Friday, August 3, 2012

A bit more on persuadables

Following up on the last post, persuadables are one of those ideas with a high utility to difficulty ratio. They aren't hard to understand but they come in handy. So I thought I'd tack on a simple but fairly realistic example.

You own a casual dining place, think Red Lobster. You're sending out good coupons -- a popular twenty dollar entree for  fifteen  (still leaving you a profit of about a few dollars) -- to a random selection of people in the area. You've seen an uptick in business associated with the offer and you're seeing new faces (always a good thing), but the mailings cost you a quarter a piece and with a response rate of about two percent, the campaign is costing you a lot of money.

So you hire a statistician who builds a logistic regression model that lets you rank recipients and you only mail people who are highly likely to respond. Your response rate is now ten percent. A while later, though, you notice that your number of customers since you started using the model is back down to pre-coupon levels and your profits are way down. What happened?

The explanation lies in the three primary kinds of people who got your coupon in the mail. The first group is non-responders. They cost you a quarter a piece. Next are people who normally wouldn't have gone to your restaurant but decided to because of the coupon. These are the ones you like; they bring in money and may go on to become regulars. Finally, there are people who used the coupon but would have come by even without it. Giving them a coupon represents five and a quarter in lost revenue.

Remember, the model was built to rank likelihood to respond and as a general rule, the people most likely to come by after receiving a coupon are the people who would have come by anyway. By mailing only to the top deciles, you effectively selected the worst possible customers to market to.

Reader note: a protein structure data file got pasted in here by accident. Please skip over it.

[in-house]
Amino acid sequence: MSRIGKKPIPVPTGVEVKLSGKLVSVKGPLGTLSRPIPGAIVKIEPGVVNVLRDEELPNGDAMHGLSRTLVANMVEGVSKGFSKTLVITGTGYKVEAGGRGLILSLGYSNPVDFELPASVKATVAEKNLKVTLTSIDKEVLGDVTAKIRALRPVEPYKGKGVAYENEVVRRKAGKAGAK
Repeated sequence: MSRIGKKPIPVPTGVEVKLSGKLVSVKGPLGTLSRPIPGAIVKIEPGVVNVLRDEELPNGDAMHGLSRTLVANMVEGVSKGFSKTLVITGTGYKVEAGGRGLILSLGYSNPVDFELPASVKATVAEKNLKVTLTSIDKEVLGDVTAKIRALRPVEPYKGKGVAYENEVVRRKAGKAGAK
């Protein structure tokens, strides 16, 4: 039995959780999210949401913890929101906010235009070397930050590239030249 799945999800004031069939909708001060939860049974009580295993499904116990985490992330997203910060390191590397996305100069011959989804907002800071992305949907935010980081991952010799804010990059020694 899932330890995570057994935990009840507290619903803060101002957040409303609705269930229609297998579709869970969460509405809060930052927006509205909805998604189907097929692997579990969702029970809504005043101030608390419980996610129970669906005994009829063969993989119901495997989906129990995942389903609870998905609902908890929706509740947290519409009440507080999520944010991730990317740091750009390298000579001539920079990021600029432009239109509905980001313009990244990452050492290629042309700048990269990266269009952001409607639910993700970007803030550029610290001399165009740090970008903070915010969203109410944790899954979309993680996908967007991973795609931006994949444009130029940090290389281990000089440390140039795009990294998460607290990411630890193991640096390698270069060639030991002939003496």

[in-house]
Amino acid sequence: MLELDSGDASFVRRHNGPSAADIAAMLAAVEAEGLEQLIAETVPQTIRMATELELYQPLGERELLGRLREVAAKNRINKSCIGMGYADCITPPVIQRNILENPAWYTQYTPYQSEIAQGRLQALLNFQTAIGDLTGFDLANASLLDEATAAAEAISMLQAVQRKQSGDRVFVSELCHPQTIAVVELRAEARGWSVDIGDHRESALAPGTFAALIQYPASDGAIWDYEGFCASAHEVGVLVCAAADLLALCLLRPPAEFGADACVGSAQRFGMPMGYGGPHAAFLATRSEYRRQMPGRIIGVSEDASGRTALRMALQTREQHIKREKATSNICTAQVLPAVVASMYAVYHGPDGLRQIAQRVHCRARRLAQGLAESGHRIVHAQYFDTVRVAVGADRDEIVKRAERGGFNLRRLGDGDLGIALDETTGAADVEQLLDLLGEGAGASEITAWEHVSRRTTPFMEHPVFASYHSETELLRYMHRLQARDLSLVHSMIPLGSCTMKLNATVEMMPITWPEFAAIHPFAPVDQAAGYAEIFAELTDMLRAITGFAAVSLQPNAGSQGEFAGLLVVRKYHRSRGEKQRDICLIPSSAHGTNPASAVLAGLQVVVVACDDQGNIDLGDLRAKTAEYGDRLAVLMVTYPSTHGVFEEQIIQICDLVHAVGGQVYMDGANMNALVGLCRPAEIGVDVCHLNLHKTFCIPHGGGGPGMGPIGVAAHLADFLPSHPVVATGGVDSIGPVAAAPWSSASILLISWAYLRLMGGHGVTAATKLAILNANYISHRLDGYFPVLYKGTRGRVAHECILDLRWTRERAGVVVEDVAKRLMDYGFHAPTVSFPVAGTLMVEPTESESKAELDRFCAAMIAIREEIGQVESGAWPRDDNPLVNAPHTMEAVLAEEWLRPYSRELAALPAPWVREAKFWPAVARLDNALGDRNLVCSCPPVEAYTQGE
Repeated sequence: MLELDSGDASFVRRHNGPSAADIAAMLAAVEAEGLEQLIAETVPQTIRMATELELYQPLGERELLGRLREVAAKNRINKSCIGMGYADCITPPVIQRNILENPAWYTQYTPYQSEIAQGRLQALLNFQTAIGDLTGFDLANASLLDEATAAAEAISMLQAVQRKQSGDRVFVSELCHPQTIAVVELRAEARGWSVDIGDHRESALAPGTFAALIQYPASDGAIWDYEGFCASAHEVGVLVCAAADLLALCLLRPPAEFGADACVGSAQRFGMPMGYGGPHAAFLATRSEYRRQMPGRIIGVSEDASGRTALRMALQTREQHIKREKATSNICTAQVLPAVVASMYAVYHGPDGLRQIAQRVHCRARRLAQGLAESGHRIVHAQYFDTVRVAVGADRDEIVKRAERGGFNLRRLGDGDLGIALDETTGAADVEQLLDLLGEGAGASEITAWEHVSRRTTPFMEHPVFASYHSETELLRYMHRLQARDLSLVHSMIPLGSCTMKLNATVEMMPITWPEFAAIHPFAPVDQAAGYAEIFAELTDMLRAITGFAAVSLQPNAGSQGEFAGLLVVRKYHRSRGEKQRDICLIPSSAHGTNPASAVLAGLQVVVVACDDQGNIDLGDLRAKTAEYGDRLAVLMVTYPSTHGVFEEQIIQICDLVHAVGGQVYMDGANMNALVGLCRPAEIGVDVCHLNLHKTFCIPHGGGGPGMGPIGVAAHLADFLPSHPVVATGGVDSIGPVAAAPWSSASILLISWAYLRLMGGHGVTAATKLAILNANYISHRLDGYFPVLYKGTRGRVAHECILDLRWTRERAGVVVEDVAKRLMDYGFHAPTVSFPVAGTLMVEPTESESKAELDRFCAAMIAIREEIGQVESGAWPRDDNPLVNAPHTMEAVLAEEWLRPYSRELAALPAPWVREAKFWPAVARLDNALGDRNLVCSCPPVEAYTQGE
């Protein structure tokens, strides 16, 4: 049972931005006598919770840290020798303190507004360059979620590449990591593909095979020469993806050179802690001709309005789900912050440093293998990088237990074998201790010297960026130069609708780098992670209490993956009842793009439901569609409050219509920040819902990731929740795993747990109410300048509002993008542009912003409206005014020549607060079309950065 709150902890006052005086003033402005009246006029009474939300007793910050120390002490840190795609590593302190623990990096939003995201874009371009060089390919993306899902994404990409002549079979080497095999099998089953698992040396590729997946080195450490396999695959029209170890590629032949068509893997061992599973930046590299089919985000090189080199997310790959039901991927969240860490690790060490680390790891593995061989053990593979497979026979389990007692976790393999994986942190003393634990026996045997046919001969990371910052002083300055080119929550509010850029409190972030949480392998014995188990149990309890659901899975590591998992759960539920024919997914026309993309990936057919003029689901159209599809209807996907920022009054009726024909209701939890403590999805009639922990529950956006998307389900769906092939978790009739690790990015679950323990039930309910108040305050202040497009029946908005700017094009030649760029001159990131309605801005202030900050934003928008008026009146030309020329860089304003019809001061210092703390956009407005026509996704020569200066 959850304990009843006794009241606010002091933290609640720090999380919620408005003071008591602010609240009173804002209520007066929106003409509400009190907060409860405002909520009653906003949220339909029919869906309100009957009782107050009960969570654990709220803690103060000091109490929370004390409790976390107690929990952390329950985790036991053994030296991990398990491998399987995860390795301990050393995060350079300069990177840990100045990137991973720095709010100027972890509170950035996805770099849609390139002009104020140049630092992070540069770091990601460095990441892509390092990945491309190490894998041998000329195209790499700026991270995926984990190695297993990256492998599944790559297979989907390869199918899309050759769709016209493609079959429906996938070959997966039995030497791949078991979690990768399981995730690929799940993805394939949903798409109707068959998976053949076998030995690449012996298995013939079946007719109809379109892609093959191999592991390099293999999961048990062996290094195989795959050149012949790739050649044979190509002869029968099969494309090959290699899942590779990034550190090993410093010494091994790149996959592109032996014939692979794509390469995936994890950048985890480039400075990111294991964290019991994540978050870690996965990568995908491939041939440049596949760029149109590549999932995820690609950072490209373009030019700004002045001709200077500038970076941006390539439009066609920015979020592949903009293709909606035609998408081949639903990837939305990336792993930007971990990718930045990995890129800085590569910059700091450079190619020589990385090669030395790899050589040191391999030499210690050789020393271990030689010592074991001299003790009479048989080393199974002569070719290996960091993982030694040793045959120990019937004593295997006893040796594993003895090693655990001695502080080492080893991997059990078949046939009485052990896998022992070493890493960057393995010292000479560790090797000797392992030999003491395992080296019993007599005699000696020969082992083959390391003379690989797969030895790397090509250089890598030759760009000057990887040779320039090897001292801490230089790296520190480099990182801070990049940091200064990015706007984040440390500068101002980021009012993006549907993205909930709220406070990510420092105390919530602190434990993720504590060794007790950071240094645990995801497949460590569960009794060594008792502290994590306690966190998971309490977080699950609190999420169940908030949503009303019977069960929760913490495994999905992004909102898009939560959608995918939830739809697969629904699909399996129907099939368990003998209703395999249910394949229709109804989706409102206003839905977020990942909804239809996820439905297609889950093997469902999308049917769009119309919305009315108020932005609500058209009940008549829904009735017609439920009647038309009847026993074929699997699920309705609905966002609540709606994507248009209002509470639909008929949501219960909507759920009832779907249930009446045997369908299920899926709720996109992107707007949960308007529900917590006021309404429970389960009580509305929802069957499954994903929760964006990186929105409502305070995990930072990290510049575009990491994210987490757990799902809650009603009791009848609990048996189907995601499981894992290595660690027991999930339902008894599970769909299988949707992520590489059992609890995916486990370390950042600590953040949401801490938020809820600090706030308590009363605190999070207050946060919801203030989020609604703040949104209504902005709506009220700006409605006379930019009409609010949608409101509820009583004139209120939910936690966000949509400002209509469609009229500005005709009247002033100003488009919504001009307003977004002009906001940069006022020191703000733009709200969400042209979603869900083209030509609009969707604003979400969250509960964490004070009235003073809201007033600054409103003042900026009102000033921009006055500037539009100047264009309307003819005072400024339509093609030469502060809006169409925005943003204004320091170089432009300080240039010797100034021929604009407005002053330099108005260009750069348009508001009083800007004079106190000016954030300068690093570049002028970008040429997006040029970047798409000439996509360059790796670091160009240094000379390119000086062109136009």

This may seem like an obvious mistake, but it's not that unusual. Most people  who've worked with marketing analytics can come up with a few examples, some of which came with hefty price tags.


  1. Similarly with product recommendations-- you want to recommend products people like but that they wouldn't know about otherwise. Products they're sure to like but also sure to already know about aren't so helpful.


    "Amazon’s recommendation engine is probably the best one out there, but it’s easy to get it to show its warts. Here is a screenshot of the “Customers Who Bought This Item Also Bought” feed on Amazon from a search for the latest book in Terry Pratchett’s Discworld series. All of the recommendations are for other books in the same series, but it’s a good assumption that a customer who searched for “Terry Pratchett” is already aware of these books"

    1. There's a related concept involved with reducing path length in a graph. If you're connected to a subgraph where everyone in the subgraph is connected to everyone else in the subgraph, additional connections won't do you much good. This one can have important implications for improving communication in organizations.